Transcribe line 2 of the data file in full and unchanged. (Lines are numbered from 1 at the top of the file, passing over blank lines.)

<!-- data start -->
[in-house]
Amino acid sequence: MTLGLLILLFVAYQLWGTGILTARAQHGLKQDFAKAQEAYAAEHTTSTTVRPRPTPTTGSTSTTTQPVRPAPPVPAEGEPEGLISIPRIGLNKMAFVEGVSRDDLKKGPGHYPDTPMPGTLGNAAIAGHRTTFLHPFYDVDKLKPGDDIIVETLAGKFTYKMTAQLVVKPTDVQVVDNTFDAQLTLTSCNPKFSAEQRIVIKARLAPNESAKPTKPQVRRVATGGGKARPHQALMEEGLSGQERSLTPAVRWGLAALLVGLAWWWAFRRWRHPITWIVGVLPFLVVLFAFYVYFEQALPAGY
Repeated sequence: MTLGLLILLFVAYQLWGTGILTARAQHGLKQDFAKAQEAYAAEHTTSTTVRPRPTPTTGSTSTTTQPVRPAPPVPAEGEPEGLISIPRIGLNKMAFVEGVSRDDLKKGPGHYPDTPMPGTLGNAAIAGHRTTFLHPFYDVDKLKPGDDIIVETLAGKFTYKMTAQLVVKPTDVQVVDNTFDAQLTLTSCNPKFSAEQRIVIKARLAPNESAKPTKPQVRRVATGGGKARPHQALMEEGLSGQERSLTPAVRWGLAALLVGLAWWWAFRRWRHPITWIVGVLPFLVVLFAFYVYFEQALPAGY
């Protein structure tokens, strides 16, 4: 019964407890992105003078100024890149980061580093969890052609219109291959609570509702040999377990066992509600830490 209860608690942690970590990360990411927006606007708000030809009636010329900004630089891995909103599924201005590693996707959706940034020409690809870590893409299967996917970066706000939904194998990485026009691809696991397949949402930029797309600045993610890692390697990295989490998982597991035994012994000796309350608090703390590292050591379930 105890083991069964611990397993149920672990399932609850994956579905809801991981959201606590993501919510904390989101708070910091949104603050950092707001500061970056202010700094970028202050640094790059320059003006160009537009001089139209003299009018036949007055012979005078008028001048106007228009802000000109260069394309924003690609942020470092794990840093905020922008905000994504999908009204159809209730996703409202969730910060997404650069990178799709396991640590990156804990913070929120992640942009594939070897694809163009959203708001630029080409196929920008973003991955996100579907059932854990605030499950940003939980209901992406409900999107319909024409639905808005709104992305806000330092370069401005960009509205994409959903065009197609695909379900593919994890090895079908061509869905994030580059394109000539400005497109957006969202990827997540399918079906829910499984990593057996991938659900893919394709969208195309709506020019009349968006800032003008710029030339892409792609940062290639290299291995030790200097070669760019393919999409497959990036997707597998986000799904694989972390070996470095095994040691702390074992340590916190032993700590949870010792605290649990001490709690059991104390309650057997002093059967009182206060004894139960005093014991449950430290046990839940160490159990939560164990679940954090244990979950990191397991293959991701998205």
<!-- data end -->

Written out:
Amino acid sequence: MTLGLLILLFVAYQLWGTGILTARAQHGLKQDFAKAQEAYAAEHTTSTTVRPRPTPTTGSTSTTTQPVRPAPPVPAEGEPEGLISIPRIGLNKMAFVEGVSRDDLKKGPGHYPDTPMPGTLGNAAIAGHRTTFLHPFYDVDKLKPGDDIIVETLAGKFTYKMTAQLVVKPTDVQVVDNTFDAQLTLTSCNPKFSAEQRIVIKARLAPNESAKPTKPQVRRVATGGGKARPHQALMEEGLSGQERSLTPAVRWGLAALLVGLAWWWAFRRWRHPITWIVGVLPFLVVLFAFYVYFEQALPAGY